Photo Credit: Jewish Press

In these weeks between Pesach and Shavuot, it is customary to study Pirkei Avot, and this Shabbat, the first of the cycle, is when we learn the first chapter. Before each chapter, we recite the mishna that gives its name to the tenth chapter of Sanhedrin, as well as one of Rambam’s most famous essays: “All of Israel has a share of the world to come” (Sanhedrin 10:1).

In his commentary on Pirkei Avot, called Ruach Chaim, Rabbi Chaim Volozhin, student of the Vilna Gaon, notes that we build our world with ideas and deeds. He references the mishna from the fourth chapter of Pirkei Avot (4:2) that the reward for a mitzvah is a mitzvah and the reward for an aveira is an aveira. He says the unspoken premise is that the mitzvot a person does go forward into the next world and build a suitable abode for him there, but the aveirot, G-d forbid, dig a pit to separate him from G-d and from holiness. For this reason, the mishna says he has a share le’olam haba, of the world to come, and not ba’olam haba, in the world to come. Because we aren’t to understand simply that something is ready and waiting for us with no effort required of us. Rather, through our actions, we build the world to come for ourselves.


R’ Chaim juxtaposes this with the mechanism whereby the evil inclination propagates its influence through the world. Because mitzvot beget mitzvot and aveirot beget other aveirot. And because the evil inclination dangles into our world like a serpent with its head above and it corrupts and deceives people so they will fall into error and move further from the light and the knowledge of Hashem. But the evil inclination gets little satisfaction from the corruption of those who are already corrupt, so it tricks the good and the righteous into violating their own principles so they will begin to walk down the path of aveira following aveira.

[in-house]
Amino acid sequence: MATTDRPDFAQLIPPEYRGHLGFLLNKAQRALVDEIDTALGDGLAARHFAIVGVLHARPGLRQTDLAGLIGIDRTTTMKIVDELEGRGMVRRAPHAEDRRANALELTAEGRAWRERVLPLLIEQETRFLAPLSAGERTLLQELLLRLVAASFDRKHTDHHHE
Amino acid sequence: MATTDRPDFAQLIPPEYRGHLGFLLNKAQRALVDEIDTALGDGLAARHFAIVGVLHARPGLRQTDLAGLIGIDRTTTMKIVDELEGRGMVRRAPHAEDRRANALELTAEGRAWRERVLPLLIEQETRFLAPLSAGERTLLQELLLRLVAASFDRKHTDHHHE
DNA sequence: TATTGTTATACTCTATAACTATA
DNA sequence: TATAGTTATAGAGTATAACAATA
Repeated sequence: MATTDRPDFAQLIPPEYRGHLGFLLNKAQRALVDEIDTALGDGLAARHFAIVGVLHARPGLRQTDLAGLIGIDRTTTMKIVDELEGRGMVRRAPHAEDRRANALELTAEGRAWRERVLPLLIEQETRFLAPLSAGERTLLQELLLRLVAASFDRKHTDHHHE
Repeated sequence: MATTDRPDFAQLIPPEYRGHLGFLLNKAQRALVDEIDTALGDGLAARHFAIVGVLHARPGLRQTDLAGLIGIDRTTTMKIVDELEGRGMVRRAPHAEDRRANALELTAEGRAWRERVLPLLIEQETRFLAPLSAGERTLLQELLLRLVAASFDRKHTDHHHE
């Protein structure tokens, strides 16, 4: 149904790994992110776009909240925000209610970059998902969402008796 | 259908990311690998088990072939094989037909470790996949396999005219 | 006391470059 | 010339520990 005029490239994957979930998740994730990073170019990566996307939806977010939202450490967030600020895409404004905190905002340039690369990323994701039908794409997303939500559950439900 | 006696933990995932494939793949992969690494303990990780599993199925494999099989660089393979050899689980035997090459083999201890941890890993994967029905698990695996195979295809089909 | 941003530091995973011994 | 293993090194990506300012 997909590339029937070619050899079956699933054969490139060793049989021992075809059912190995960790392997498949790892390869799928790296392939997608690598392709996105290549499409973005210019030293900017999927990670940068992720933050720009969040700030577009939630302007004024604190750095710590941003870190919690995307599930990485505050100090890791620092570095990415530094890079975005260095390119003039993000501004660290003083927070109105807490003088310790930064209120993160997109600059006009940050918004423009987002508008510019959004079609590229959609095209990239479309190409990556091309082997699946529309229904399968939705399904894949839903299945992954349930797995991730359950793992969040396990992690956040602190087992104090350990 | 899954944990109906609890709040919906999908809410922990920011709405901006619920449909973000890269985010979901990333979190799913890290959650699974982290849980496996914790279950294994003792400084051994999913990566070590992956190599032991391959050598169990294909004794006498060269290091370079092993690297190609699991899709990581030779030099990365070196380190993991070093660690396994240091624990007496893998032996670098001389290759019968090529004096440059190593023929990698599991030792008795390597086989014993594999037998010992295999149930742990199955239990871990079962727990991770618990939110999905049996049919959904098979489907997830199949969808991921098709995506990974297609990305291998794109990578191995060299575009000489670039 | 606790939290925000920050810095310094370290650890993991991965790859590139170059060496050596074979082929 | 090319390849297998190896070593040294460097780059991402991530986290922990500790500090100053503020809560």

But all of this ultimately flows from Hashem. Hashem created Adam and Chava in the Garden of Eden, and He placed them there with the serpent so they could resist its charms. Only in that moment and in that place Adam and Chava failed. However, we are their descendants and we have been given the Torah so that we can gain the victory over the enemy that bested them. Yet the enemy is that much more difficult to defeat because it is ourselves. When we overcome temptation, when we remain true to our principles and to the Torah of Hashem, then we take away a little bit of the power of evil that keeps us in our worldly prison.

At the same time, by doing mitzvot every day, we rebuild the Garden of Eden so that, in our own merit, one day we can all return there. Our tradition teaches that the Garden of Eden is available for the righteous to return to after they leave this world, but we also anticipate a change in our present state of affairs whereby in the merit of the accumulated mitzvot of all of Israel, the Garden of Eden will become our reality here and now and always.

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Avraham Levitt is a poet and philosopher living in Philadelphia. He writes chiefly about Jewish art and mysticism. His most recent poem is called “Great Floods Cannot Extinguish the Love.” It can be read at He can be reached by email at [email protected].